Cupcake Science – The Fizz Factor

Time 30 minutes
Age 7 & up
Group Size 4 or more
Tags Chemistry, Cooking, Cupcakes

Why do we put baking powder or baking soda in cake?

Cooking activities are filled with great learning opportunities. Along with measurement and math skills, kids can develop problem solving and literacy skills as well. By experimenting with the ways that certain ingredients act and react with each other, children will gain an understanding of basic cooking chemistry, and by isolating these reactions, kids can become more knowledgeable bakers.


This activity is a follow up to Cupcake Science. If you have not yet completed that activity, try it first, then move on to this activity.

Make sure you have both hot and cold water for this activity. Separate the ingredients into cups so that each team has a set. For the first activity, each team will need a cup of baking powder, cold water, milk, oil and vinegar. Label the cups using the tape and markers, especially for the baking powder, baking soda and flour, which look a lot alike, as do the vinegar and water. Each team will only need about 1/4 cup of each ingredient.

Cupcake Science – The Fizz Factor

Suggested Materials

  • Flour (one 5-pound bag)
  • Baking Powder (1 box)
  • Baking Soda (1 box)
  • Vegetable oil (1-2 cups)
  • Water (cold and hot)
  • Vinegar
  • Large ice cube trays (10) OR sheets of aluminum foil if ice cube trays are not available (See “Make it Happen”)
  • Plastic spoons (20)
  • 9-ounce cups (50)
  • Milk
  • Dish washing detergent
  • Pencils

Make it Matter

Opening Discussion

Refer to your students’ experiences baking cupcakes in the Cupcake Science activity. What role do they think the baking powder played? What would a cupcake made without baking powder look like?

The Challenge

Can you experiment with different ingredients to figure out why we use baking powder or baking soda when we bake?


Make it Happen

Doing the Activity

  1. Separate children into teams of 3. Give each team a set of cups with ingredients in them, 3 plastic spoons, an ice cube tray and a cafeteria tray or bin to place the ice cube tray on or newspaper to cover the tables. Teams will be mixing ingredients in the ice cube trays. If you do not have these trays, you can have them mix them together on square sheets of aluminum foil. You might have them create 2″ circles or squares with marker to designate mixing spaces. Make sure that each team has paper and pencils and that at least 1 child is recording their results.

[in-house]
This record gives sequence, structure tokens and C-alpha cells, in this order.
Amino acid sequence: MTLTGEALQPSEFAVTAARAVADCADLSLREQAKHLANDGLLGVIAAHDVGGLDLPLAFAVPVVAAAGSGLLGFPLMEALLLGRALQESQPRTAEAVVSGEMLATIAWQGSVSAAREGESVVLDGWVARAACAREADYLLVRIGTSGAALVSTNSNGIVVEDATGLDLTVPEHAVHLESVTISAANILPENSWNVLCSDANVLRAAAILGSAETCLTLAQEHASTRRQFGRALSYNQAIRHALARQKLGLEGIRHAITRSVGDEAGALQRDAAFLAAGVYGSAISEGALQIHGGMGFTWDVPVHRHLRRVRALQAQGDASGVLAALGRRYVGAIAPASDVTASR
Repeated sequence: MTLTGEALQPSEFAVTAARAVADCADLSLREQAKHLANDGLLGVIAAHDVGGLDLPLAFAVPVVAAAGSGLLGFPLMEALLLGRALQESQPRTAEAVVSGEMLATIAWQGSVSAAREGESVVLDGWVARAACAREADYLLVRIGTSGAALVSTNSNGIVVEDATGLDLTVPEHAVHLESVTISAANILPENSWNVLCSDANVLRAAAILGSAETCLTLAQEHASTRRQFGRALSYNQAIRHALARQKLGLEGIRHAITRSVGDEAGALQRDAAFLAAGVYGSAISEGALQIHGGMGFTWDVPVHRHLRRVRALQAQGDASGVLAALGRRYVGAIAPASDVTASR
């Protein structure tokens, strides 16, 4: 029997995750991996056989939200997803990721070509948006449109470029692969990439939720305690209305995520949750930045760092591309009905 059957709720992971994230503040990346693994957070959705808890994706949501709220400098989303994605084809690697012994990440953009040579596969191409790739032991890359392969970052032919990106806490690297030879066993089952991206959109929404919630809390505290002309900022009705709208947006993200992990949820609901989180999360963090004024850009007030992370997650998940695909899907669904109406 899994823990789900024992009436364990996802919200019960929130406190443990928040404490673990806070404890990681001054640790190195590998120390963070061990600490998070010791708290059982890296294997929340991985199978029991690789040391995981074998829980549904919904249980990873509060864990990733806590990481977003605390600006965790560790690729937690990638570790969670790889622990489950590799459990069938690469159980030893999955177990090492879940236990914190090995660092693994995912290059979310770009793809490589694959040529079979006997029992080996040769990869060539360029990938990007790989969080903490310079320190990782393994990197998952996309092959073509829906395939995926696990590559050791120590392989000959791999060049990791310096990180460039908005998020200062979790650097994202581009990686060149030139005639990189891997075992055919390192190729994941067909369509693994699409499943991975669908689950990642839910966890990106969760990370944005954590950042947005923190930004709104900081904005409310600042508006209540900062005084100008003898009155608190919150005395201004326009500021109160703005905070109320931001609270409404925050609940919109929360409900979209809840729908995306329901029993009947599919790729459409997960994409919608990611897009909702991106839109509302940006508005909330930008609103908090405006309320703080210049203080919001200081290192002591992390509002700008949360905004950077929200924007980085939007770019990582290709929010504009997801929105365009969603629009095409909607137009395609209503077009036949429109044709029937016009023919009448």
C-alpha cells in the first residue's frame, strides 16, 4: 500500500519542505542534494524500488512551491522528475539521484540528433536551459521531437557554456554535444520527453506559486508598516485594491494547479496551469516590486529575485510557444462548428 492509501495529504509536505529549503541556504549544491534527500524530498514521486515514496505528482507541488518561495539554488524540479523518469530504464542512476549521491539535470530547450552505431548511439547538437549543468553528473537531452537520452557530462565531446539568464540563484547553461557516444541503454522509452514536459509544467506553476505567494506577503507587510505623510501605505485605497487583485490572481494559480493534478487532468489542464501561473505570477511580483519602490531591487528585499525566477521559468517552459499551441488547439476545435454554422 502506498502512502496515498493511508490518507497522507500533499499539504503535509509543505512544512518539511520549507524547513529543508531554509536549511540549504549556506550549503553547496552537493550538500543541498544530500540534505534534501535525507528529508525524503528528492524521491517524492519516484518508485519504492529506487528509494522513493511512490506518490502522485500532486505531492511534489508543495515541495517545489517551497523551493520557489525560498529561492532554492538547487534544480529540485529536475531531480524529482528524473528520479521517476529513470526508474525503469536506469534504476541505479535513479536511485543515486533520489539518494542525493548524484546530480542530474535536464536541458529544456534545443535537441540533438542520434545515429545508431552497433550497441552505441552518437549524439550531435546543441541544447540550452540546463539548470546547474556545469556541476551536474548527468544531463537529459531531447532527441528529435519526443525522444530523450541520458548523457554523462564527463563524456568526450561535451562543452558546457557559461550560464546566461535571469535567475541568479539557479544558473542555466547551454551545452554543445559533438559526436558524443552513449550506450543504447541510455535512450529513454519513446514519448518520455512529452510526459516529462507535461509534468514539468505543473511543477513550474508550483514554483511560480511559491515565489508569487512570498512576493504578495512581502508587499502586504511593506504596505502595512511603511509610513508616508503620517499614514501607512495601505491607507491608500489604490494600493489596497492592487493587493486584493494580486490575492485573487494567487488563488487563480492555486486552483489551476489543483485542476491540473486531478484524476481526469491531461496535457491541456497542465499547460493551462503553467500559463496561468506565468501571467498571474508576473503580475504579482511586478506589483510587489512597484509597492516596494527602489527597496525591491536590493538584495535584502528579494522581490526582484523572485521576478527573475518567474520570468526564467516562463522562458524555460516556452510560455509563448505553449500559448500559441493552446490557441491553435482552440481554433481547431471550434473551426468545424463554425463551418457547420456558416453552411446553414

2. Ask your students to mix ingredients together in the ice cube tray compartments or on the aluminum foil and record anything they notice about how the ingredients act/react to each other. Have them pay special attention to the baking powder and how it reacted with all of the other ingredients. They’ll only need to use small amounts—approximately 1/2 a spoonful for each ice cube compartment is fine.

Make it Click

Let’s Talk About It

After 10-15 minutes, stop your students and bring them together to share their observations with each other. Draw a grid on a piece of chart paper or on a chalkboard with all of the ingredients in the columns and the rows as well (see Figure 1).

Ask each team what they observed when they mixed the ingredients together. Record their observations in the grid. For example, if baking powder and vinegar turned fizzy, write “fizzy” in the box where vinegar and baking powder meet (see below). If nothing happened, write “nothing” in the box.

Fill the grid with your students’ observations. Did everyone come to the same conclusions? Do they have any guesses as to what role baking powder plays in their cupcake recipes? Are there any other ingredients they would like to try mixing to see what happens?


Make it Better

Build On What They Talked About

Let your students experiment some more, and introduce some new ingredients. Ask each team to clean out their ice cube trays, then offer them hot water (not too hot!), flour and baking soda and anything else they want to experiment with. Make sure they note the differences between baking powder and baking soda. Does one react to some ingredients that the other does not? Does the hot water react differently than the cold water? When they have completed their experiments, make another grid that includes these new ingredients.


  • Try another experiment if you have time­—hand out 2 cups of hot water to each group. Add about 1 teaspoon of dishwashing detergent like Joy or Dawn to 1 of the cups and stir. Add a tablespoon of baking powder to both cups and stir with separate spoons. What happens? Both cups make bubbles, but the soap helps to “trap” the bubbles. This is somewhat like what is happening with the cupcakes—the sticky dough traps the bubbles made by the baking powder reacting with the milk in the batter, making a fluffy cupcake.
  • Your students may notice that baking powder reacts to the milk, vinegar and water, while the baking soda will only react to certain ingredients. Baking soda needs an acid (like vinegar) to react—baking powder has baking soda in it, but also contains an acid already—all it needs is water to mix them up and make bubbles.
  • Now that kids have experimented with the ingredients, have them assess their recipes from the first Cupcake Science activity and create new recipes in the Cupcake Science – Improve Your Recipe activity.
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